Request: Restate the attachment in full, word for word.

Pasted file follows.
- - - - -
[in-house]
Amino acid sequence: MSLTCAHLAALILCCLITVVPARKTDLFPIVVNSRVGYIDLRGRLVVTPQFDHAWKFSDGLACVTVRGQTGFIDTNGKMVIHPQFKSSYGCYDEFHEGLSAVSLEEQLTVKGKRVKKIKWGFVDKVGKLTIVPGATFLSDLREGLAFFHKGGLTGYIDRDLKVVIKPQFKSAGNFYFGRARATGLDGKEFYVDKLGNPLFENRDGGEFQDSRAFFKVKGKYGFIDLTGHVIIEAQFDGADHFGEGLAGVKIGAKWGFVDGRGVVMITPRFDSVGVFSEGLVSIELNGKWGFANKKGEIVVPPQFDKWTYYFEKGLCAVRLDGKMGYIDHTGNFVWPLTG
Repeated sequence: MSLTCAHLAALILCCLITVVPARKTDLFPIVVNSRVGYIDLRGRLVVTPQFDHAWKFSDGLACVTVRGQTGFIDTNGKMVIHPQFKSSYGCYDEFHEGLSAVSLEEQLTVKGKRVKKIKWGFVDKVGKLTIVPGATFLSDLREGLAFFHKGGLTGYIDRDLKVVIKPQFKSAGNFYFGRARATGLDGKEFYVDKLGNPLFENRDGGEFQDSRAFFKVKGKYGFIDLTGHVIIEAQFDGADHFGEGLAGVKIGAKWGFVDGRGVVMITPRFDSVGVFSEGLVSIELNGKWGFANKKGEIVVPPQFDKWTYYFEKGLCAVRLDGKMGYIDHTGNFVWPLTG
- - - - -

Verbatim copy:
[in-house]
Amino acid sequence: MSLTCAHLAALILCCLITVVPARKTDLFPIVVNSRVGYIDLRGRLVVTPQFDHAWKFSDGLACVTVRGQTGFIDTNGKMVIHPQFKSSYGCYDEFHEGLSAVSLEEQLTVKGKRVKKIKWGFVDKVGKLTIVPGATFLSDLREGLAFFHKGGLTGYIDRDLKVVIKPQFKSAGNFYFGRARATGLDGKEFYVDKLGNPLFENRDGGEFQDSRAFFKVKGKYGFIDLTGHVIIEAQFDGADHFGEGLAGVKIGAKWGFVDGRGVVMITPRFDSVGVFSEGLVSIELNGKWGFANKKGEIVVPPQFDKWTYYFEKGLCAVRLDGKMGYIDHTGNFVWPLTG
Repeated sequence: MSLTCAHLAALILCCLITVVPARKTDLFPIVVNSRVGYIDLRGRLVVTPQFDHAWKFSDGLACVTVRGQTGFIDTNGKMVIHPQFKSSYGCYDEFHEGLSAVSLEEQLTVKGKRVKKIKWGFVDKVGKLTIVPGATFLSDLREGLAFFHKGGLTGYIDRDLKVVIKPQFKSAGNFYFGRARATGLDGKEFYVDKLGNPLFENRDGGEFQDSRAFFKVKGKYGFIDLTGHVIIEAQFDGADHFGEGLAGVKIGAKWGFVDGRGVVMITPRFDSVGVFSEGLVSIELNGKWGFANKKGEIVVPPQFDKWTYYFEKGLCAVRLDGKMGYIDHTGNFVWPLTG